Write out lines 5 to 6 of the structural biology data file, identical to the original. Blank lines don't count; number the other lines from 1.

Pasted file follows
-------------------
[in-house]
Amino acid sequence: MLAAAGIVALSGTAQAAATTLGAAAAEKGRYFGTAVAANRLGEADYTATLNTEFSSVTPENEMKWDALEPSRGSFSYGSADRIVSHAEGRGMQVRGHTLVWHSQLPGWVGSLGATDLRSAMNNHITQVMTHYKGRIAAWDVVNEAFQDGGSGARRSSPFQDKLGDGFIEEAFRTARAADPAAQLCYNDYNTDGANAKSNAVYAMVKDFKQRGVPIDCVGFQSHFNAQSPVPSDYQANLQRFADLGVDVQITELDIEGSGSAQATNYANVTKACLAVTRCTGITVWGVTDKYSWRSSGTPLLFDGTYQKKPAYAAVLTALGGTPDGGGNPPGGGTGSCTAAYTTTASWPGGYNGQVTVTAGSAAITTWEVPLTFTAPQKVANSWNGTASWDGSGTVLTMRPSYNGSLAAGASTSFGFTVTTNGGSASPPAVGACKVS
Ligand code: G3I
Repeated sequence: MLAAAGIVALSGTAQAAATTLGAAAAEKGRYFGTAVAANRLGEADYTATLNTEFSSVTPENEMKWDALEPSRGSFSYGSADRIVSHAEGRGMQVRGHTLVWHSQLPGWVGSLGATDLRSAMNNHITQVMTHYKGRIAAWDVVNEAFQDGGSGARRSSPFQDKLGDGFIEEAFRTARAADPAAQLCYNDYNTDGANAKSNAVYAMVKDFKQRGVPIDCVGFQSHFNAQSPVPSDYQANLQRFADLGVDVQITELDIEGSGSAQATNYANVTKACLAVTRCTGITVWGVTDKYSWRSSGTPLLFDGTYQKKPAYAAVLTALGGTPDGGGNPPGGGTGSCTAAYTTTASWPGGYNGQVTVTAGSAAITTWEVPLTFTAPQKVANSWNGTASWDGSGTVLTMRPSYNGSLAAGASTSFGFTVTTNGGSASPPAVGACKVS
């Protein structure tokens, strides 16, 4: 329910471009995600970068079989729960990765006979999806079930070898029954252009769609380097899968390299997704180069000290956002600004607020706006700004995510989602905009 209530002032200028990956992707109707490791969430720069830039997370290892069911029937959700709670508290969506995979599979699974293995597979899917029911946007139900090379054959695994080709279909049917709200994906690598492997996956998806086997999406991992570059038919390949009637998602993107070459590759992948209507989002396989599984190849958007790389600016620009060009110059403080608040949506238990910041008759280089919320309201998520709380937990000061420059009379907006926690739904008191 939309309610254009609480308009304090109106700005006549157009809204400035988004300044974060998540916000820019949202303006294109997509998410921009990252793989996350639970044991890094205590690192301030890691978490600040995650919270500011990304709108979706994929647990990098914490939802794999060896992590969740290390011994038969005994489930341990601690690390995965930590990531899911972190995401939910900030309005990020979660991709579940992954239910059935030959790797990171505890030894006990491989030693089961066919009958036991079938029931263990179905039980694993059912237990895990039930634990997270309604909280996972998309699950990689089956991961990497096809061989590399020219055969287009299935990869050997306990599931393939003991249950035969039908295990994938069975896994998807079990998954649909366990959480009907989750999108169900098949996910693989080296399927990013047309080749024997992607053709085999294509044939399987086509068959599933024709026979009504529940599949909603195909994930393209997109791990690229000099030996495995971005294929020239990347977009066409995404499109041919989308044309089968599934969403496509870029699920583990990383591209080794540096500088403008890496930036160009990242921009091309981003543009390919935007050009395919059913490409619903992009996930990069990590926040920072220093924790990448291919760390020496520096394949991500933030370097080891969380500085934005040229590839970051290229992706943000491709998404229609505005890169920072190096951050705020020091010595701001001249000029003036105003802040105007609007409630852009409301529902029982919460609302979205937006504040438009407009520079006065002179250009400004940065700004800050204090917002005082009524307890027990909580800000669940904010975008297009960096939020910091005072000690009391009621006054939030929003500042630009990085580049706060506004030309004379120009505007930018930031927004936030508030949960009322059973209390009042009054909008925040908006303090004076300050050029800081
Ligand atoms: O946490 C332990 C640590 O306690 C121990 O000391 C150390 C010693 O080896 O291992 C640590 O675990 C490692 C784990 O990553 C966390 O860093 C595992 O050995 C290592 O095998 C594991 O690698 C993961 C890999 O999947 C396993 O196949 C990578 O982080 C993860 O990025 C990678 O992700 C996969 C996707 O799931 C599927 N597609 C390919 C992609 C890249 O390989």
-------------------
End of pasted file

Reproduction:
């Protein structure tokens, strides 16, 4: 329910471009995600970068079989729960990765006979999806079930070898029954252009769609380097899968390299997704180069000290956002600004607020706006700004995510989602905009 209530002032200028990956992707109707490791969430720069830039997370290892069911029937959700709670508290969506995979599979699974293995597979899917029911946007139900090379054959695994080709279909049917709200994906690598492997996956998806086997999406991992570059038919390949009637998602993107070459590759992948209507989002396989599984190849958007790389600016620009060009110059403080608040949506238990910041008759280089919320309201998520709380937990000061420059009379907006926690739904008191 939309309610254009609480308009304090109106700005006549157009809204400035988004300044974060998540916000820019949202303006294109997509998410921009990252793989996350639970044991890094205590690192301030890691978490600040995650919270500011990304709108979706994929647990990098914490939802794999060896992590969740290390011994038969005994489930341990601690690390995965930590990531899911972190995401939910900030309005990020979660991709579940992954239910059935030959790797990171505890030894006990491989030693089961066919009958036991079938029931263990179905039980694993059912237990895990039930634990997270309604909280996972998309699950990689089956991961990497096809061989590399020219055969287009299935990869050997306990599931393939003991249950035969039908295990994938069975896994998807079990998954649909366990959480009907989750999108169900098949996910693989080296399927990013047309080749024997992607053709085999294509044939399987086509068959599933024709026979009504529940599949909603195909994930393209997109791990690229000099030996495995971005294929020239990347977009066409995404499109041919989308044309089968599934969403496509870029699920583990990383591209080794540096500088403008890496930036160009990242921009091309981003543009390919935007050009395919059913490409619903992009996930990069990590926040920072220093924790990448291919760390020496520096394949991500933030370097080891969380500085934005040229590839970051290229992706943000491709998404229609505005890169920072190096951050705020020091010595701001001249000029003036105003802040105007609007409630852009409301529902029982919460609302979205937006504040438009407009520079006065002179250009400004940065700004800050204090917002005082009524307890027990909580800000669940904010975008297009960096939020910091005072000690009391009621006054939030929003500042630009990085580049706060506004030309004379120009505007930018930031927004936030508030949960009322059973209390009042009054909008925040908006303090004076300050050029800081
Ligand atoms: O946490 C332990 C640590 O306690 C121990 O000391 C150390 C010693 O080896 O291992 C640590 O675990 C490692 C784990 O990553 C966390 O860093 C595992 O050995 C290592 O095998 C594991 O690698 C993961 C890999 O999947 C396993 O196949 C990578 O982080 C993860 O990025 C990678 O992700 C996969 C996707 O799931 C599927 N597609 C390919 C992609 C890249 O390989």